The New York State Court of Appeals handed down a favorable decision for dozens of Rockaway residents and business owners on their lawsuit against the Long Island Power Authority and National Grid, LLC, according to lawyers representing the plaintiffs.
The Rockaway residents and business owners lived and worked in Breezy Point, Rockaway Park and Belle Harbor and faced widespread fires that destroyed their homes and places of work during Hurricane Sandy in October 2012. They blame LIPA and National Grid for not cutting off the electrical power to the peninsula before Sandy struck, although there were forecasts of a storm surge.
“When the Rockaway Peninsula flooded due to storm surges from Hurricane Sandy, flood water came into contact with components of [the electrical system] causing short circuits, fires and, ultimately, the destruction of...prope
The Sandy victims will now be able to move forward with their suit, despite efforts from LIPA to block it, according to Eric Schwarz of SPBMC, the law firm representing over 40 families and business owners who are seeking claims for damages.
“Just like Hurricane Sandy ravaged the Rockaways, LIPA’s repeated attempts to block this case from moving forward has ravaged the families and businesses who simply want their day in court,” said Schwarz. “Today’s ruling is a step in the right direction for our clients and all those who are seeking some sort of closure on this issue so they can finally try to move on with their lives as best they can.”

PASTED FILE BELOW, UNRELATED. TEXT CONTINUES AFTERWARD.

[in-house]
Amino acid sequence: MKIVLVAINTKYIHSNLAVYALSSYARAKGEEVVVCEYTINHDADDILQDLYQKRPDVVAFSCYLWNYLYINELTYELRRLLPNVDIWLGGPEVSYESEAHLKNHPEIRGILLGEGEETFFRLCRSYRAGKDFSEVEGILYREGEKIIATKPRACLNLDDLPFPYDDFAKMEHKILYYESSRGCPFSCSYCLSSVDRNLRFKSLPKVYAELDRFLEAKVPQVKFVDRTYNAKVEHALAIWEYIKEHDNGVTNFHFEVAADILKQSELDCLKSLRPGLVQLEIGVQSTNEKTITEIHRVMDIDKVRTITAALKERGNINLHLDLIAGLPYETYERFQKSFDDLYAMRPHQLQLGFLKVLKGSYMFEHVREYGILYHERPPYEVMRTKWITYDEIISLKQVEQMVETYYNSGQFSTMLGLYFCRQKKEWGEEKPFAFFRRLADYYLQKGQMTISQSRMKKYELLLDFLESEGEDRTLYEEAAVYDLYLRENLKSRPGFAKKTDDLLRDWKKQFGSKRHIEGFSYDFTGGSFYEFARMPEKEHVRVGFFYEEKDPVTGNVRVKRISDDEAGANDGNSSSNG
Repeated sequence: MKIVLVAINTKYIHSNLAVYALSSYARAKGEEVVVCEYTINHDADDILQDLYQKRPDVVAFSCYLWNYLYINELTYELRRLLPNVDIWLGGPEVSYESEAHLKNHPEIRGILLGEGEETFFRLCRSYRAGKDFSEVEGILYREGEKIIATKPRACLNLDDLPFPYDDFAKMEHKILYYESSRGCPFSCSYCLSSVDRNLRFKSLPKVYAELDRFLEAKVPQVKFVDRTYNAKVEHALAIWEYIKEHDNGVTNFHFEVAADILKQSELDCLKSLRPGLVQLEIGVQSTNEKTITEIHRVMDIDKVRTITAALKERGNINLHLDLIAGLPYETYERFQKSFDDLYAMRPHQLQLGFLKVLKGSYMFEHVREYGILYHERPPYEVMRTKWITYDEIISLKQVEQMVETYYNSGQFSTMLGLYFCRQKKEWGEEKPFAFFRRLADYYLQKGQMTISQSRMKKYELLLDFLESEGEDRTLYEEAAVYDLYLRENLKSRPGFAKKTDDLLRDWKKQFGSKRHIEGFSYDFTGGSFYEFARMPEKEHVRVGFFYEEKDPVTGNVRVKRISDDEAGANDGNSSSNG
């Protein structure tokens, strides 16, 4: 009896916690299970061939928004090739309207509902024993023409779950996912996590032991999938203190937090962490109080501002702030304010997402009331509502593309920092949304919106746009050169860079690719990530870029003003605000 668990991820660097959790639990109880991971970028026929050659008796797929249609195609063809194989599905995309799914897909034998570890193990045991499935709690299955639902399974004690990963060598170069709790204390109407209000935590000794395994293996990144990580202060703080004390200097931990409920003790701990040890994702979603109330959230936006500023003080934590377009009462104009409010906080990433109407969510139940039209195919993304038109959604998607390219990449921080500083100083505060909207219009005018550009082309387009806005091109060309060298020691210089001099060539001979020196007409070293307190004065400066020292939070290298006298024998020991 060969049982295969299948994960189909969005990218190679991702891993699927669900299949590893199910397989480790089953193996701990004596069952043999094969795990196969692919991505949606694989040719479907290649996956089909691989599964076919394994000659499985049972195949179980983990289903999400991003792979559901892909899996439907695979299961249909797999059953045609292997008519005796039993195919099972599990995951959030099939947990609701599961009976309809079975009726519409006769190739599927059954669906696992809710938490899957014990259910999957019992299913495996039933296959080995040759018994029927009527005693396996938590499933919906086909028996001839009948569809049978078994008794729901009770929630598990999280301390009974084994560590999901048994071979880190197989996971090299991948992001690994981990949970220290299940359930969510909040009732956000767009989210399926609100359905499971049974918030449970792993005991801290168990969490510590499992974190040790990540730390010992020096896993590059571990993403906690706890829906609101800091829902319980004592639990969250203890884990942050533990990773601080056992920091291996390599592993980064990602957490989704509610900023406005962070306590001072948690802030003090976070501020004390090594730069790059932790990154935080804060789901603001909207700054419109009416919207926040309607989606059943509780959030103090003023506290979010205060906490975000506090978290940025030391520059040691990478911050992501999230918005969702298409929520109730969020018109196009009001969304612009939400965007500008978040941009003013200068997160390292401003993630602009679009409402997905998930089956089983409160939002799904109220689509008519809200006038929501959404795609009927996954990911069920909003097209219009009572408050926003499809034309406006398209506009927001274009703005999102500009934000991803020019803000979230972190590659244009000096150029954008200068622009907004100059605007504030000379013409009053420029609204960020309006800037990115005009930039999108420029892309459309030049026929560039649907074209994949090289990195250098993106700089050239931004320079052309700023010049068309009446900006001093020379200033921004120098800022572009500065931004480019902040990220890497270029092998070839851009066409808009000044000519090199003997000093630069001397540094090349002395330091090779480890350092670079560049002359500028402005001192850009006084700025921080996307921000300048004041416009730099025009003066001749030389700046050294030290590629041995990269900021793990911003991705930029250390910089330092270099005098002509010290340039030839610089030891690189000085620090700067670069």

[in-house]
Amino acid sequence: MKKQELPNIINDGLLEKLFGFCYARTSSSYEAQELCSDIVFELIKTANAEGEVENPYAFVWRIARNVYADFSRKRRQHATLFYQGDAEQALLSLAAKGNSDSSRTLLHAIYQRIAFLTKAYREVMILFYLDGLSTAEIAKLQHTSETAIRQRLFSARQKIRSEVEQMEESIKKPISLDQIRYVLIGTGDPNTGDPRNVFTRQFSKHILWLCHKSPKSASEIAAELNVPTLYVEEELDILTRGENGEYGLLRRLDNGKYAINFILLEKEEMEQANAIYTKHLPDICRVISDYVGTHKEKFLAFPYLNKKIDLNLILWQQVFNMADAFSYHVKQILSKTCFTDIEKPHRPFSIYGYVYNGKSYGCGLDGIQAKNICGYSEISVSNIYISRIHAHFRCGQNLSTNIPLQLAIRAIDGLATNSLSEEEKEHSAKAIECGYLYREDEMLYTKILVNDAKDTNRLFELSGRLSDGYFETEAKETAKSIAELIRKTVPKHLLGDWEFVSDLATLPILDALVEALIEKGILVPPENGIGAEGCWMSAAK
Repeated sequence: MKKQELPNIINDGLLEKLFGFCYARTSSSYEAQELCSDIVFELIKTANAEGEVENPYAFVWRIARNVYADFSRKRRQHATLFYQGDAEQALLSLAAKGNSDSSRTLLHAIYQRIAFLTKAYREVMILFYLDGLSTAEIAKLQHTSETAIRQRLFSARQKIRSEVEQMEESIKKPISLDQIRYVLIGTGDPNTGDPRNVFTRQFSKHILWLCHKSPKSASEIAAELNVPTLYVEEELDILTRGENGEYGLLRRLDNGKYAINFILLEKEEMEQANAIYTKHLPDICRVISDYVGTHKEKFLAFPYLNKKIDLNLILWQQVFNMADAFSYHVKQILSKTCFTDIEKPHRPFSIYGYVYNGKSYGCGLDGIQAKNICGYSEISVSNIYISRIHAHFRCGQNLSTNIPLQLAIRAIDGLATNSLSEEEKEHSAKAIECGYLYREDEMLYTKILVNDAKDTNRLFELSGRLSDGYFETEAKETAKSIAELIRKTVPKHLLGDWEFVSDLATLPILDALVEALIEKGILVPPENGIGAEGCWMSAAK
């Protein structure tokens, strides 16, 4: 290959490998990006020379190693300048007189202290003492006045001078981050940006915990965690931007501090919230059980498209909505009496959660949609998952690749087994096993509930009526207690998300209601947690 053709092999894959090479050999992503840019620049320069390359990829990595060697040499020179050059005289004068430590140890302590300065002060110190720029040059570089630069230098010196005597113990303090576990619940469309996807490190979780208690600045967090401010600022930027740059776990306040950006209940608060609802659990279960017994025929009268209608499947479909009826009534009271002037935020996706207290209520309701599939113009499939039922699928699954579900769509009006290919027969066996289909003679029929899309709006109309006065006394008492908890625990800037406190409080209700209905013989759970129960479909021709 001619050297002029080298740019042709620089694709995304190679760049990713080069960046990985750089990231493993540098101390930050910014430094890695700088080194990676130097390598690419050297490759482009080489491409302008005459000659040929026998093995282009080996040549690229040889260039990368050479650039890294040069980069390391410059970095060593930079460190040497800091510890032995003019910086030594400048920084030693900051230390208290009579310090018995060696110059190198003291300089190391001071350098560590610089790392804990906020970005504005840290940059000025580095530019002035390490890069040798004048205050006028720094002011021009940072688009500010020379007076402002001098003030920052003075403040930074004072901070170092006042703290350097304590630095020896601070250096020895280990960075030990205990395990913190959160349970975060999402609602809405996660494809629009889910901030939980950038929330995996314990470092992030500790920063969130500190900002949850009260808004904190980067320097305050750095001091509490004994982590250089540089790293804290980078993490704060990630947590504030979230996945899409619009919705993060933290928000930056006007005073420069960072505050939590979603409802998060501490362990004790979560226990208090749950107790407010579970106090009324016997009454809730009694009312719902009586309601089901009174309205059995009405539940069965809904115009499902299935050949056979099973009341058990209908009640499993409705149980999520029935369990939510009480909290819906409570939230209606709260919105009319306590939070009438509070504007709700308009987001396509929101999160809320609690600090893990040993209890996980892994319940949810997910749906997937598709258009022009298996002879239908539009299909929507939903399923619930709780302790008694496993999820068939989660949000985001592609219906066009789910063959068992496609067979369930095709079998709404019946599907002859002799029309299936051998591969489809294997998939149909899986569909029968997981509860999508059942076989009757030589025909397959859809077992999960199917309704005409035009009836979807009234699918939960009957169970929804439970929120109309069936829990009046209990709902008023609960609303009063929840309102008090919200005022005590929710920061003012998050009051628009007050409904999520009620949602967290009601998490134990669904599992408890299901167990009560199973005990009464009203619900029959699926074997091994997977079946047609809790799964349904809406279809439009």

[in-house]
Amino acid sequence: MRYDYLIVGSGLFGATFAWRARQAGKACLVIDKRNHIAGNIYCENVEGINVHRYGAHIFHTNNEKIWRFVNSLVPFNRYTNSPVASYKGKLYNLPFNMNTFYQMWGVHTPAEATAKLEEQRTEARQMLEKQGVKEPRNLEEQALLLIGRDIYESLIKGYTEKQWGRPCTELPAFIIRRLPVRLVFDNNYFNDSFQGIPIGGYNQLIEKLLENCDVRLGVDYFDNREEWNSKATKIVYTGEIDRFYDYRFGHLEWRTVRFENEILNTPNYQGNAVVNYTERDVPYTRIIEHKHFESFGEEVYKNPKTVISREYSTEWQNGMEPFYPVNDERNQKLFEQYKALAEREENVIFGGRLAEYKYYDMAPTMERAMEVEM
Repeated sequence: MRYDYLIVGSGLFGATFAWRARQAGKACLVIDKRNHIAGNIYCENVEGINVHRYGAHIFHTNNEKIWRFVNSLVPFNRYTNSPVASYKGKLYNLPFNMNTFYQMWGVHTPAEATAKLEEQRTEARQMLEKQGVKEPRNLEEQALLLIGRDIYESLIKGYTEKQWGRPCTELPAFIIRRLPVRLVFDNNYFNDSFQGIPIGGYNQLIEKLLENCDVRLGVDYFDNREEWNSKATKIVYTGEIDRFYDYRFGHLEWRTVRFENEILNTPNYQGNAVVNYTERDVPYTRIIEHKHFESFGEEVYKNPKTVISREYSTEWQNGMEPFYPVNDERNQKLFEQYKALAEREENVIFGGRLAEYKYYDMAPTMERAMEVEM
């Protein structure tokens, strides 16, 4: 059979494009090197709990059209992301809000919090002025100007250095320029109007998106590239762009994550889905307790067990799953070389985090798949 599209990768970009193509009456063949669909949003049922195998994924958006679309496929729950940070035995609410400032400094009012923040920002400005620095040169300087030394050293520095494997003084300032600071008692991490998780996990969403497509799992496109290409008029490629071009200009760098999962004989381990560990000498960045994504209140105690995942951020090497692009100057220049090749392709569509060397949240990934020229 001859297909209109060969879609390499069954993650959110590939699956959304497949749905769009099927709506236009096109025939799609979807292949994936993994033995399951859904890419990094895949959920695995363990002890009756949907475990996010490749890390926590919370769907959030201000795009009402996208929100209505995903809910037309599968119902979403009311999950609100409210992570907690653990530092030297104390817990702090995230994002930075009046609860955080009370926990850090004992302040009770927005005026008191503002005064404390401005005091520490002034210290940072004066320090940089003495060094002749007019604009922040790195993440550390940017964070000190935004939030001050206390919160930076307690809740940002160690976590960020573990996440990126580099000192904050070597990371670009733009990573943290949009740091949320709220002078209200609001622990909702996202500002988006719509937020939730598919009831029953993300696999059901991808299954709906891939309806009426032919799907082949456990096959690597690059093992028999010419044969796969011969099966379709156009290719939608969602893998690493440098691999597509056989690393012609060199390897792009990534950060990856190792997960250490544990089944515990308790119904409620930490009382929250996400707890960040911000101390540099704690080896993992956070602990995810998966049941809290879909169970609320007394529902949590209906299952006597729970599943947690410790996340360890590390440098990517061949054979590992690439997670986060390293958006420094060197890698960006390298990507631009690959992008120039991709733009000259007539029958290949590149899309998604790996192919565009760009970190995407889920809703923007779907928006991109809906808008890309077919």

According to the appeal from LIPA, the company is a public authority that was created by the state Legislature in 1986 as an alternative to the Long Island Lighting Company, which had a coverage area of Long Island and the Rockaway Peninsula.
LIPA claimed in the appeal that as a corporate municipal instrumental of the state exercising essential governmental and public powers that it has governmental function immunity.
Law.com states that the old English common law gives governmental bodies impunity from judgment and lawsuits.
“A government agency’s ability to make such decisions and to prioritize their response to emergencies should be free from tort liability,” according to Zachary Murdock, who is representing LIPA. “Purposely turning off power to an occupied area would have immediately knocked out the street lights, traffic lights, the power to people’s homes, to hospitals, nursing homes, elevators in high-rise buildings, and basement sump pumps, among other things.”
The plaintiffs, however, believe the actions of LIPA to be proprietary, according to the appeal. They are arguing that LIPA is a private enterprise.
After LIPA took over LILCO as a subsidiary, it entered into a Management Services Agreement with National Grid, which was also operating under the presumption that LIPA was entitled to governmental immunity.
The court may have rejected LIPA’s appeal, but the company maintains its stance as a public authority.
“LIPA, a New York State public authority that owns the electric transmission and distribution system for Long Island and the Rockaway Peninsula, asserted the defense of government function immunity which protects decisions and actions of governmental entities when they prepare for and respond to emergencies such as Superstorm Sandy,” said Murdock. “For these reasons, government function immunity should protect LIPA’s decision to not turn off power.”
Reach reporter Naeisha Rose by e-mail at nrose
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